I can therefore only advise young jurists who wish to study or work abroad to go with an open heart, ready to listen, to learn, and to let life surprise them.
What role do values and passion play in your professional life?
I am convinced that the world would be a better place if humanity placed moral progress before material progress. That is why I do not compromise on my values, even if it means taking difficult decisions when I feel they are necessary, whether they concern my partners or my clients.
As far as passion is concerned, I believe that it goes hand in hand with justice, which is above all a feeling. A lawyer does not deal with a case, but fights for a cause, behind which is a human being worthy of any battle.
You grew up with three sisters and served as General Counsel at OWIT Lake Geneva, the Chapter of the Organisation of Women in International Trade in Switzerland. What roles do women play in your daily life?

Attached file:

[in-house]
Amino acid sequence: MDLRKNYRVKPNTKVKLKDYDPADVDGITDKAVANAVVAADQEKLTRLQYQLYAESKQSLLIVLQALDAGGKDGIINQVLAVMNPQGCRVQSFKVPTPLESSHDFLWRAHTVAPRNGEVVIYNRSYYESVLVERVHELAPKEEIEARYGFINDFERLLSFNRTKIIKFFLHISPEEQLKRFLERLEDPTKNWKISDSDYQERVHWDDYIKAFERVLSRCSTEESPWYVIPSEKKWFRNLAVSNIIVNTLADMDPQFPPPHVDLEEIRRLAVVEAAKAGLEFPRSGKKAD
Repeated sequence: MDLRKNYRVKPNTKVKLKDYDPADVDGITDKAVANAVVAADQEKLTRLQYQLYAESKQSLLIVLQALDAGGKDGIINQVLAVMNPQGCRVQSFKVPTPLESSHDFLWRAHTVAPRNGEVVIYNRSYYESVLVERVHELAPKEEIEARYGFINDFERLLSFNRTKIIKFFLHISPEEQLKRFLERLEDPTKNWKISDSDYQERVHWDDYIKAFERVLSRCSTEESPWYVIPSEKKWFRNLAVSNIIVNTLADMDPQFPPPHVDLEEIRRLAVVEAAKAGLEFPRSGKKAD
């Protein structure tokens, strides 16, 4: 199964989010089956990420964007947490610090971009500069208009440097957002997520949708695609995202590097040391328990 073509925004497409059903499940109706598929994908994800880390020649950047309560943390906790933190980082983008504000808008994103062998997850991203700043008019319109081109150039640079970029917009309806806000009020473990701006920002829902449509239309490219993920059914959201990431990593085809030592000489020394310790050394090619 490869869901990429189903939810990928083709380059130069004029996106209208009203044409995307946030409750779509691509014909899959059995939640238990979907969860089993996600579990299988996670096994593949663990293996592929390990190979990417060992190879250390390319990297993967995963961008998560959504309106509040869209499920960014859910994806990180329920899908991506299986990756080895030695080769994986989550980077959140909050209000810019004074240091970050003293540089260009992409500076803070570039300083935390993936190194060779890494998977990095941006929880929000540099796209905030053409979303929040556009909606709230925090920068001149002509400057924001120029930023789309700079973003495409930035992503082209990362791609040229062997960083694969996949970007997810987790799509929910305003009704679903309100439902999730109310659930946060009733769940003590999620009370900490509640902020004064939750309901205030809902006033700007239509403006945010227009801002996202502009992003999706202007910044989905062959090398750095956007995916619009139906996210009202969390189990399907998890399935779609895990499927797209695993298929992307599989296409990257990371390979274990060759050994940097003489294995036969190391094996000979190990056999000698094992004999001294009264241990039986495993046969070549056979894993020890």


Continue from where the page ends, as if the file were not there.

Women have always been my references and role models. My mother was my first teacher. My sisters taught me very early on to fight for the fair sharing of cakes, for games without cheating, for equality of arms in our arguments, and to question authoritarianism (not necessarily authority). The family is indeed society on a smaller scale. My paternal grandfather died when my mother was 9 years old, with an older and a younger sister. My maternal grandmother was therefore the pillar of the family, from whom we learned the values of perseverance, firmness, generosity and determination. My mother started working at the age of 16. All the women in my immediate family are fighters. The men in the family, with a few exceptions, were either absent or 'macho'.
Margaret Thatcher used to say something like "If you want something said, ask a man; if you want something done, ask a woman". In my experience as a child and teenager, this proved to be true. Later, in my adult life, my professional experiences with men started well but ended rather badly.
When I decided to launch Sant'Ana Lima Avocats, I immediately called on Denise Nopper, whom I had seen working as an interpreter in a courtroom, and who is still my "right hand", as well as being a great friend. My partner, Sanda Bunaciu, joined us in January 2018. Our professional and personal relationship could not be more inspiring.